TV that mixes fact and fiction

16.33, Friday 12 Nov 2021

I’m into TV shows that play with the boundary of fact and fiction. Here are some that stick in my head.

Murder Island (2021, here’s a review) is a 6 part murder mystery (plotted by author Ian Rankin) where they’re all actors except for members of the public LARPing as in-world detectives. Only it’s competitive: there are multiple detective teams playing to solve the case, and the winners get a cash prize.

So for the viewer there is narrative on two levels: the murder mystery itself, and then the drama of watching other people solve the murder mystery.

High budget escape room meets immersive theatre meets reality TV?

Prehistoric Park (2006) was a nature show told as a fly-on-the-wall documentary about an animal park in South Africa. Aimed at kids. Usual drama of dealing with sick animals, finding the right food etc. Except that these animals are dinosaurs, and at the back of the park is a literal time portal that the keepers drive a truck through back to the Cretaceous or whatever.

It was wild, and told completely straight. From the Wikipedia article (linked above) I see that the format is a “mockumentary” which makes sense – it was the era of The Office. But whereas The Office was a (fictional) comedy told with the tropes of (factual) documentary - which makes sense as comedy is often arch and plays with preconceptions - Prehistoric Park is… something else. I find it hard to parse.

Actually it reminds me in a way of Robinson Crusoe (1719), thought of as the first novel in the English language (how true that is? Don’t know). Defoe’s novel goes to extraordinary lengths to work its way into the fiction, describing how the manuscript was (apparently) written, how it came into the hands of the so-called author, why they decided to publish, and so on. Novels nowadays skip most of that – we take it for granted. (But we retain a rump understanding of the presence of the reader in the fiction. For example the author often ensures that narrative is only ever told through the perspective of one character or another, avoiding omniscience.)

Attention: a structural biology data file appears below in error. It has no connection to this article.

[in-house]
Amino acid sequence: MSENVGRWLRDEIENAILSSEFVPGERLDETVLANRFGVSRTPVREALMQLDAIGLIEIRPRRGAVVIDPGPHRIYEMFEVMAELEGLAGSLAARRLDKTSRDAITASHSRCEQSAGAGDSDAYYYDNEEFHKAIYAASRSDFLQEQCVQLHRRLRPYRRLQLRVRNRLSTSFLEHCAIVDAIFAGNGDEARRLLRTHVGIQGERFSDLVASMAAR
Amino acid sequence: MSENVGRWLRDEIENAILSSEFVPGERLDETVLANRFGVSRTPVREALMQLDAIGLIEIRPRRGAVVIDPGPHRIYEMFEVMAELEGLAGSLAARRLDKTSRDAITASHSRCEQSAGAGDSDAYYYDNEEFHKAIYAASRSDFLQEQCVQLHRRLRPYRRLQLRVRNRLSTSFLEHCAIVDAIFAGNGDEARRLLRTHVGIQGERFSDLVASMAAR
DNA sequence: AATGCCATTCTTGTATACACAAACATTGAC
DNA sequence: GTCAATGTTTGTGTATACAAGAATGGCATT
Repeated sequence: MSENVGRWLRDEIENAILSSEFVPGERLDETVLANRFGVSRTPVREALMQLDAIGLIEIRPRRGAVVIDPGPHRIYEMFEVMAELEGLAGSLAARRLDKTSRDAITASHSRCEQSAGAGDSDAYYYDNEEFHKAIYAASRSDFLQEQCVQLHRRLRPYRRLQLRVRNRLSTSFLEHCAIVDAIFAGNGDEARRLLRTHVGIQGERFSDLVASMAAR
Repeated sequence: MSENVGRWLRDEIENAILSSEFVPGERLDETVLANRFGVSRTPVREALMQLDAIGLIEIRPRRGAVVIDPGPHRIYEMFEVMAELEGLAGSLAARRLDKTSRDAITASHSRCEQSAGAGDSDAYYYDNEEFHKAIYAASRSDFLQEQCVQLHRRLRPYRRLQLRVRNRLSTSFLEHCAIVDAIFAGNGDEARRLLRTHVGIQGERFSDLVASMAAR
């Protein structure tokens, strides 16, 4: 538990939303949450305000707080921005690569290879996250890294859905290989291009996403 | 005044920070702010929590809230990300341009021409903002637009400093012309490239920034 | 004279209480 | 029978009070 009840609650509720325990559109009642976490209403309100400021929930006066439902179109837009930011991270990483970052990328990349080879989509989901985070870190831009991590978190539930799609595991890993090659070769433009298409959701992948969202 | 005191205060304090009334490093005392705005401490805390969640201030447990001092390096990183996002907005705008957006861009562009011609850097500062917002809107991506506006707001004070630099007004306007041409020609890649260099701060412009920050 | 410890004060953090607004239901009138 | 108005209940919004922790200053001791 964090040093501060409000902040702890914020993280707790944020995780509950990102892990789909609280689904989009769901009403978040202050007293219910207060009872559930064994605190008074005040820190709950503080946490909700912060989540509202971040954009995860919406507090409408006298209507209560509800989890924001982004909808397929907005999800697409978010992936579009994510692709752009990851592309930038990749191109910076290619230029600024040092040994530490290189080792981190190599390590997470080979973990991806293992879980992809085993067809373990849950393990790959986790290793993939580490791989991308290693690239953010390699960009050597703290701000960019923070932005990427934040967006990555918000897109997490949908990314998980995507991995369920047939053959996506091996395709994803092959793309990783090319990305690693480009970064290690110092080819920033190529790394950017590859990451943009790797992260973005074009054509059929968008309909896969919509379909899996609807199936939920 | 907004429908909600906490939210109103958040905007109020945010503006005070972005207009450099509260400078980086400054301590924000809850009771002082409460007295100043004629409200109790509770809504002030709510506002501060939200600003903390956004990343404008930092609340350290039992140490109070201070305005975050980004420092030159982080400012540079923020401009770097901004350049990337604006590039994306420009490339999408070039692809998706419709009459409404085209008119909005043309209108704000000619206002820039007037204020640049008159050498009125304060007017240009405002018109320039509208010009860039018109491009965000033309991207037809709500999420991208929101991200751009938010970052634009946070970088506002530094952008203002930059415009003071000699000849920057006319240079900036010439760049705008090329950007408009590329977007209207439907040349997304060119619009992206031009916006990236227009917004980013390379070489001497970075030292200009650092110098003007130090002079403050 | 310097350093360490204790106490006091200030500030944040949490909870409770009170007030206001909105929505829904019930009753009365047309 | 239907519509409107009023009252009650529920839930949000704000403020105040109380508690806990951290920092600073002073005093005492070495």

So Prehistoric Park goes to great lengths to explain why the TV is showing images of the deep past despite the viewer knowing that it is 2006, and the choosen device is the in-world time portal.

Great show though.

BONUS, on this topic: Ghostwatch (1992) which U.K. viewers of a certain age will have burnt into their psyche. Horror dressed as documentary, thoroughly credible to start and then… Read Ghostwatch: the Halloween hoax that changed the language of television (The New Statesman): a one-off show, inspired by the first flickers of fake news, terrified a generation. The BBC quickly disowned it. Now, its cast and creators tell their side of the story.

Murder in Successville is a semi-scripted comedy/detective drama where all the actors are impersonating celebs. For example the police chief is (fake) Gordon Ramsey. The detective is the only person with a standalone non-celeb character, and each episode they have an assistant.

This assistant is a legit celeb, and they have to solve the murder of the week – only they also the only person who doesn’t know the script. There’s a lot of absurdity and a lot of improv. As with Murder Island there is dual enjoyment for the viewer: firstly solving the mystery (there are always enough clues) and secondly watching the celebrity collapse in bafflement.

So there are these multiple layers of reality: the so-called celebs; the story; the impersonations; the celeb of the outer reality inserted into the inner reality; the viewer watching it all at home.

People are way better at consuming media on multiple simultaneous levels than I think is often appreciated. Look at wrestling which is both fake and real. So the “fake news” scare and our slightly po-faced insistence on authenticity (whatever that is) on social media both feel unsophisticated in comparison. I wonder if we could have a social media platform that embraced are-they-aren’t-they pretending as something completely ok. Something to unpack there.

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